Word Pronunciation - Hard and Soft C and G Sounds

Hard and Soft G and C
Hard and Soft G and C. Kenneth Beare

Hard and Soft Sounds for ‘C’ and ‘G’

In English there are two different sounds for the consonants 'C' and 'G'. 


A hard 'G' sounds almost like a 'K', but with your voice, as in the words 'Great, Good, Pig'. A soft 'G' sounds more like a 'J', as in the words 'large, general, giant'. 


A hard 'C' sounds like a 'K', as in the words 'cup, class', fact'. A soft 'C' sounds like an 'S' as in the words 'city, receive, cell'.


Hard and Soft Pronunciation

The two consonant letters 'C' and 'G' can be pronounced in both hard and soft sounds. A hard sound is like a click. It's a single sound made with one breath.

Hard sounds beginning words: keep, day, play, garage.

A soft sound is a long sound made with a continuing breath. 

Soft sounds beginning words: jeep, shine, check, zebra

General Rules

The Pronunciation of ‘C’ and ‘G’ generally (but not always, see below) depends upon the letter following either 'C' or 'G'.

  • If the following letter is ‘E’, ‘I’ or ‘Y’, the pronunciation is said to be “soft”.
  • If the following letter is anything else - including a space - the pronunciation is termed “hard”.
  • A soft ‘C’ is pronounced ‘s’ as in cell, city, decision, receive, license, distance, recently, pronounce, juicy, cylinder
  • A hard ‘C’ is pronounced ‘k’ as in call, correct, cup, cross, class, rescue, fact, public, panic, ache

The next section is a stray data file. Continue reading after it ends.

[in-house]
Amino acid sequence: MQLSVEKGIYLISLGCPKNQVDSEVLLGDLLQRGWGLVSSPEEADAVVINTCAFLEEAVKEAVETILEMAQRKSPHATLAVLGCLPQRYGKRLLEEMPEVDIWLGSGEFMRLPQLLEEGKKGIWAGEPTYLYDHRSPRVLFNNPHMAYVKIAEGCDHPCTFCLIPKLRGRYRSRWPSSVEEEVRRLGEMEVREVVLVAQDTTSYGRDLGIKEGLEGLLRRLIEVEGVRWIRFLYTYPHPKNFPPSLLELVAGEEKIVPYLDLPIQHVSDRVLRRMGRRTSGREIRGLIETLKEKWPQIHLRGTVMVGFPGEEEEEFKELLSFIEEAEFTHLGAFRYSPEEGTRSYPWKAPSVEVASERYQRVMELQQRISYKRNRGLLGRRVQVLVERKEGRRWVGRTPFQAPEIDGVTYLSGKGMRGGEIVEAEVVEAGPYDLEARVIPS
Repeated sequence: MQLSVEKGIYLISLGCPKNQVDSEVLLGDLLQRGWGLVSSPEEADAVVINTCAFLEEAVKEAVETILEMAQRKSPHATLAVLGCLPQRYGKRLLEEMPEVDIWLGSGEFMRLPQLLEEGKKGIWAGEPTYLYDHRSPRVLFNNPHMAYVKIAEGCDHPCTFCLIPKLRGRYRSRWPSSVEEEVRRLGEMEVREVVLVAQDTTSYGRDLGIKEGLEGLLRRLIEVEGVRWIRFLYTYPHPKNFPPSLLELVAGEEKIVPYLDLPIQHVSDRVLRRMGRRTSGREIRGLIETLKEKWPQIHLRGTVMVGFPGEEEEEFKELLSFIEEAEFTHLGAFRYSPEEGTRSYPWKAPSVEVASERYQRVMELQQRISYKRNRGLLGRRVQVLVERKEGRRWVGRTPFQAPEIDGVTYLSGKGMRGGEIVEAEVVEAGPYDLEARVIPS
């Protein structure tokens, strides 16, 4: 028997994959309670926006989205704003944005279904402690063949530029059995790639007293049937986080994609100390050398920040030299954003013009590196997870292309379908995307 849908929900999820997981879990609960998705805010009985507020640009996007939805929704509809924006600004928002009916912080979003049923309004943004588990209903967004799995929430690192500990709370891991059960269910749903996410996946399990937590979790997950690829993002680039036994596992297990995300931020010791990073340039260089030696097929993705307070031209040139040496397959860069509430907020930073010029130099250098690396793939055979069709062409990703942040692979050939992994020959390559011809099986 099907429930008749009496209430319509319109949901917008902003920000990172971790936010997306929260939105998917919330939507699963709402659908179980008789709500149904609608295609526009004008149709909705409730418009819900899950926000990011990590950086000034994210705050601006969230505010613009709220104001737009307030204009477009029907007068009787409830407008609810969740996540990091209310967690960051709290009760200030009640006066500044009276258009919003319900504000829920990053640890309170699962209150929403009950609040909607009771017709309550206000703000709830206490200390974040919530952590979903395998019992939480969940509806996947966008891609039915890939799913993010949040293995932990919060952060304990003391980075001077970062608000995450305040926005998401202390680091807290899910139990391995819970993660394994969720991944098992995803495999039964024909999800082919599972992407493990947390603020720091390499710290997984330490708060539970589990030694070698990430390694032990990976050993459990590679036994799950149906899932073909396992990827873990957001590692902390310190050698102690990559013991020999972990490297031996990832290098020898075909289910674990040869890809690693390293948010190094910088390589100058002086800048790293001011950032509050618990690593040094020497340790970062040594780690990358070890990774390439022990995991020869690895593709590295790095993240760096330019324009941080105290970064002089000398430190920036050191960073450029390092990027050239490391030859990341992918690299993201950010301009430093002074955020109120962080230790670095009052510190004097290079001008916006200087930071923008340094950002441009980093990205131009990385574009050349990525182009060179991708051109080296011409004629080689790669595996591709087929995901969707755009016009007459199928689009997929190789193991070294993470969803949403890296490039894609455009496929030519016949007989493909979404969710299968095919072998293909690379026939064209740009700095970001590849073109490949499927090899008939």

• A soft ‘G’ is pronounced ‘j’ as in general, giant, gymnastic, large, energy, intelligible, changing
  • A hard ‘G’ is pronounced ‘g’ as in golf, pig, running, great, gum, fragrant, grasp, glut, progress

Words Including Both Hard and Soft Sounds

There are a few interesting words that include both hard and soft sounds. Some examples include:

success, circulate clearance
bicycle, vacancy, garage
gauge, geography, gigantic, gorgeous

When a ‘hard’ pronunciation is wanted, but the following letter would make it ‘soft’, we sometimes add ‘h’ after ‘c’ (as in ‘architect’) or ‘u’ after ‘g’ (as in ‘guest’). Alternatively, the following letter is doubled (as in ‘outrigger’).

These rules also explain some difficult spellings. ‘George’ and ‘guest’ and ‘trigger’ could not be spelled ‘Gorge’ or ‘gest’ or ‘triger’ and still retain their pronunciation. Also, it can now be seen why ‘sag/rag’ and ‘sage/rage’ are spelled and pronounced the way they are.


Nothing is easy - so there are some exceptions to these rules. These mostly involve giving ‘hard’ pronunciation to words where the rule indicates the ‘soft’ sound. These exceptions include:

gear, get, gelding, give girl gift tiger, celt

Present participles of some verbs that end with ‘g’, such as ‘banging’ and ‘ringing’.

Other exceptions are foreign words that have been adopted into the English language, such as: gestalt and geisha.